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Tuesday, 5 July 2011
Page: 7577


Ms GILLARD (LalorPrime Minister) (14:01): I move:

That the House record its deep regret at the death overnight of Sergeant Todd Langley, while serving with the Special Operations Task Group in Afghanistan, and place on record its appreciation of his service to the country and tender its profound sympathy to his family in their bereavement.

A brave Australian died yesterday. He died on the battlefield from his wounds. His family was informed by members of his unit last night. While the parliament pauses to remember him this afternoon, the partnered Afghan National Police and Special Operations Task Group operation in which he was killed is still ongoing. That work goes on.

Sergeant Todd Langley was an Australian soldier, a highly experienced commando. He deployed to Afghanistan five times in the last six years and had previously deployed to East Timor twice. Sergeant Langley spent his youth risking himself for us. His sacrifices and those of his family have been great, even before his death. Now he literally has given everything he had to give.

Todd was born in Margaret River in our west. He was 35 years old when he died. Sergeant Langley's family has asked us to respect their privacy and we will. Even as we want to offer them a hand of comfort and words of respect, we cannot claim to share or understand their true feelings of loss and desolation. I know that our moments of sadness cannot be compared to the grief that they are feeling today.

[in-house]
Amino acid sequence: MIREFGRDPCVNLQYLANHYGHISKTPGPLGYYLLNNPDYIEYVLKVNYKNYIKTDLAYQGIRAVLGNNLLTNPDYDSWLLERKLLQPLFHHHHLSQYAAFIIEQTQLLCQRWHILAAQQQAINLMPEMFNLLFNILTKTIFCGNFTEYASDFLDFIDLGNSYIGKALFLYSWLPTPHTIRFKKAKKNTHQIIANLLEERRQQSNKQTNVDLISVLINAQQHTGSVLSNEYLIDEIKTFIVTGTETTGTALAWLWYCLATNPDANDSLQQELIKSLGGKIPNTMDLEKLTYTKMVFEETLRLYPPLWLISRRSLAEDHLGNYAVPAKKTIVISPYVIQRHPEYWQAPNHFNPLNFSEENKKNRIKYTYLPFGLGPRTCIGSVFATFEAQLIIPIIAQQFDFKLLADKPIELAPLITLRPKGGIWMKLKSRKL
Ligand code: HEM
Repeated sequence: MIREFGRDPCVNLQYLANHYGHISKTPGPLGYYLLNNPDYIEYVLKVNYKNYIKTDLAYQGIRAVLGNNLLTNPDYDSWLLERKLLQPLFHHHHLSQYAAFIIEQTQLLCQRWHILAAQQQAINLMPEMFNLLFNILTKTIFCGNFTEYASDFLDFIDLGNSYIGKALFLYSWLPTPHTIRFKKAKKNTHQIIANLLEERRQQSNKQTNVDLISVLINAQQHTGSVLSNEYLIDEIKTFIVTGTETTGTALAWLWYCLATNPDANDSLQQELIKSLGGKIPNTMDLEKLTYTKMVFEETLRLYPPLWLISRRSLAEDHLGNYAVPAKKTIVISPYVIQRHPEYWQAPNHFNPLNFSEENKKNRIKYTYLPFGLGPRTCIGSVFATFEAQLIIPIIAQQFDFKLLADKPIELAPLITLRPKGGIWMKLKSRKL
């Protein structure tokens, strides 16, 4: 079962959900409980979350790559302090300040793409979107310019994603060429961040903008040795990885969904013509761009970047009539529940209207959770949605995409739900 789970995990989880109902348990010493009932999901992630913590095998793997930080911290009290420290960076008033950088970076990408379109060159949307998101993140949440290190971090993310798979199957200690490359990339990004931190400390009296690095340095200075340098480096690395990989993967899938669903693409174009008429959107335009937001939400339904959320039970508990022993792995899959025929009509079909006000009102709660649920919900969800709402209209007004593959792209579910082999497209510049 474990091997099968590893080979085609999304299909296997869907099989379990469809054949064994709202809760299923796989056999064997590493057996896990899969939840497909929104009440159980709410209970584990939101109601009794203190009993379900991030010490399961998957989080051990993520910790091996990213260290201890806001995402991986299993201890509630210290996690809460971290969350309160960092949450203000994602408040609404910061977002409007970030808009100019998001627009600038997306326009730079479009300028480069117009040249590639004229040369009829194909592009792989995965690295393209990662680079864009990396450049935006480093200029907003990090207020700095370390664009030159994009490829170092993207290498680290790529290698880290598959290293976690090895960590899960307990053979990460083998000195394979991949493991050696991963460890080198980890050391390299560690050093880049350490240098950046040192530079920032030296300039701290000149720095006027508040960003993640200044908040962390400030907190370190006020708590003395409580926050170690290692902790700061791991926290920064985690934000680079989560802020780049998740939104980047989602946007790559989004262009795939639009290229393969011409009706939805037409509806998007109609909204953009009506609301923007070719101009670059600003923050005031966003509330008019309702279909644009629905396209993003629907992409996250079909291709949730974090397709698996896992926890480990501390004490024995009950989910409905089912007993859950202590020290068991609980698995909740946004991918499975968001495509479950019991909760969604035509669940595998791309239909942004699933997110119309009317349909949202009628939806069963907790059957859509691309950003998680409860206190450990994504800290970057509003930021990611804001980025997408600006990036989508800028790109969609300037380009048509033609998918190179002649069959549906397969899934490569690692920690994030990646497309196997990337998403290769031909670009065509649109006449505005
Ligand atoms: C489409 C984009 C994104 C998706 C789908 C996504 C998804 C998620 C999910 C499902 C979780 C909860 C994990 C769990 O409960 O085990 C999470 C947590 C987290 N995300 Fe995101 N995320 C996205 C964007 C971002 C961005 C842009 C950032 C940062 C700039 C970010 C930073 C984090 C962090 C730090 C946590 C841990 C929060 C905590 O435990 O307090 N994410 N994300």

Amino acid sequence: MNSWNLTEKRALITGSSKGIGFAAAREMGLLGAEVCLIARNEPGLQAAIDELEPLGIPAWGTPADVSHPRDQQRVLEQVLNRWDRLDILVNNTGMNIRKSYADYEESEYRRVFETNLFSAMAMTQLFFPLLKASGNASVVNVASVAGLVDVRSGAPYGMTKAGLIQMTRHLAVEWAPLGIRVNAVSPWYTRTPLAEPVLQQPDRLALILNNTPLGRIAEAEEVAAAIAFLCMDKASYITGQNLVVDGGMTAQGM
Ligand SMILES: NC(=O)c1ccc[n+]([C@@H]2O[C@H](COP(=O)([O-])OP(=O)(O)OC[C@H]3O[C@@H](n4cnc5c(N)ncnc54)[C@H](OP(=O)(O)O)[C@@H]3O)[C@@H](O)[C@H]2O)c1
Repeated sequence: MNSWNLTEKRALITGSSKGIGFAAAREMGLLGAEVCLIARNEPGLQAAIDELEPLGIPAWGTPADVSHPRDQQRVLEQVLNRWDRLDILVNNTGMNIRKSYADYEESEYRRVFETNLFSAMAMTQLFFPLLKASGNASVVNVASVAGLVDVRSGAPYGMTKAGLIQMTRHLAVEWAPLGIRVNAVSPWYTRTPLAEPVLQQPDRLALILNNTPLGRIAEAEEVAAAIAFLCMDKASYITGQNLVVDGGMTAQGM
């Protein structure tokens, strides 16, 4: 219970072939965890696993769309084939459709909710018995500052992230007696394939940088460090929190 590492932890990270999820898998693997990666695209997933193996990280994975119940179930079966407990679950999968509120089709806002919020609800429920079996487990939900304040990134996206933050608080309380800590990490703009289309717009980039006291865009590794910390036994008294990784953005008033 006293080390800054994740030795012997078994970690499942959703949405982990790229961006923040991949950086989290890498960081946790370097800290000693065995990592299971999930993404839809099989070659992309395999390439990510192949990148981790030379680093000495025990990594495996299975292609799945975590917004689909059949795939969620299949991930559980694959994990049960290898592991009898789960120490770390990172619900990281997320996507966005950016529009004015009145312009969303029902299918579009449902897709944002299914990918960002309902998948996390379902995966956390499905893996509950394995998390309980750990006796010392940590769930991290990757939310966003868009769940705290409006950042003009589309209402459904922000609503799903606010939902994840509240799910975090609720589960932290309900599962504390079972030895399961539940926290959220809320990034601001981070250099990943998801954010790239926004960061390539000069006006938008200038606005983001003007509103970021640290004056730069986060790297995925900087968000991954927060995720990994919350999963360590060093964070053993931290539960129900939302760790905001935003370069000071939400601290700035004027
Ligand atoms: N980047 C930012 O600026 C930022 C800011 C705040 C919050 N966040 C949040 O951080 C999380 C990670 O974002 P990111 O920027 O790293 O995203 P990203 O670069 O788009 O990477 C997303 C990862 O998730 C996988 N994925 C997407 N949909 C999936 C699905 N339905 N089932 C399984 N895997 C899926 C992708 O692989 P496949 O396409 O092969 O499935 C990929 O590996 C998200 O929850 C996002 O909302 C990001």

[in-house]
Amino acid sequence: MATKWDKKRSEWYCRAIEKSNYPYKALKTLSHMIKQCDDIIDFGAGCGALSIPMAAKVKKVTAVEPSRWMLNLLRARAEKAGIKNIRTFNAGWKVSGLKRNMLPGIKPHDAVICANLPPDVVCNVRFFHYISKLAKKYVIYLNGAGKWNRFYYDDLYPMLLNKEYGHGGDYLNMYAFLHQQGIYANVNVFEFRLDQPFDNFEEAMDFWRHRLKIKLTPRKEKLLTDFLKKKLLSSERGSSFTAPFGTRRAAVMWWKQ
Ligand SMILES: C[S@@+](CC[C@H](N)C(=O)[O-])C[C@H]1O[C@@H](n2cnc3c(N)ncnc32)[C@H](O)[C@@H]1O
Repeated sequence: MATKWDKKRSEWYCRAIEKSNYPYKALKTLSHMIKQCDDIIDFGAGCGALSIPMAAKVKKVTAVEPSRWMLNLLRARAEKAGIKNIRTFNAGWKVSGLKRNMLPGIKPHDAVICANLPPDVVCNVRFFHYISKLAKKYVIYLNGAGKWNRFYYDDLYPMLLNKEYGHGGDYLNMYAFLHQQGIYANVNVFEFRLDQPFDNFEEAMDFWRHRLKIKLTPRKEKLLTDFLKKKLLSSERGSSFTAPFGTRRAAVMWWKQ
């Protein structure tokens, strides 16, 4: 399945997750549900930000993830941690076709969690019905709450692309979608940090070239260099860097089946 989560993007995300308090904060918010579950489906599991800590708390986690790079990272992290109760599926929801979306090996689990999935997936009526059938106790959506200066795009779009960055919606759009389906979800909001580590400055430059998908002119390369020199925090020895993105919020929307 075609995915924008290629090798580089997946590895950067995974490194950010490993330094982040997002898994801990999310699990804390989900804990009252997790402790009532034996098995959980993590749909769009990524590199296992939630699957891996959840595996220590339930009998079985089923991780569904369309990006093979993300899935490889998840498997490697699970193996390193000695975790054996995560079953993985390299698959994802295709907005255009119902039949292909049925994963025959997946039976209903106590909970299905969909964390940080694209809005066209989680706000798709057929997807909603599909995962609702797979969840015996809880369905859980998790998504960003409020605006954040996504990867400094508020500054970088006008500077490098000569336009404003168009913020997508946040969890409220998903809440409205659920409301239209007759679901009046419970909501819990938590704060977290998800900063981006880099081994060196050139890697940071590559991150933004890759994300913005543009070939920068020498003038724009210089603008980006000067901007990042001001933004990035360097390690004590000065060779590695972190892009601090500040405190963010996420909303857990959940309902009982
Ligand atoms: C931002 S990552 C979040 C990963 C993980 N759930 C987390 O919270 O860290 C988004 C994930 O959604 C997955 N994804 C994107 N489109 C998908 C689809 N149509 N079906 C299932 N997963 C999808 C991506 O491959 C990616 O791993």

Sergeant Langley's unit, the 2nd Commando Regiment, is a young regiment in our Army. The 4th Battalion, RAR was renamed 2nd Commando Regiment in 2009, not that long ago. Whilst this is a very young regiment, it is now very old in sacrifice. Todd is the eighth member of this unit to be killed in Afghanistan. Members of this regiment are in the thick of the fight as part of the Special Operations Task Group even now. I want them to know that we are proud of them. We are all proud of them.

Our thoughts are not only with the Langley family today but with the family of another Australian commando wounded in the same operation. He was moved to the medical facility at Tarin Kowt and received emergency treatment to stabilise his wounds before being moved to Kandahar for specialist medical treatment. He has been in touch with his family. He is in a serious but stable condition and of course we are all now waiting for news of his recovery.

As we pause to reflect today on the loss of the 28th Australian life in Afghanistan, I want to speak not only to the family of Todd Langley but to the families of everyone in the Australian Defence Force. To every Australian defence family, on behalf of every Australian family, we support you; we are grateful to you; we never forget. When I have visited our defence communities around the nation, whether it has been in Perth or Sydney, whether it has been in Townsville or Darwin, and when I have met with defence families and attended funerals, from Kangaroo Island to Kingscliff, I have seen very special Australians.

I am firmly convinced that our mission in Afghanistan is in our national interest, but I know it is the families who carry the weight of that mission, not just the men and women in uniform but also all of those who wait at home: the spouses, the partners and most particularly the children. As we stop to remember Sergeant Todd Langley today, I want every Defence Force family to know we are thinking of them too.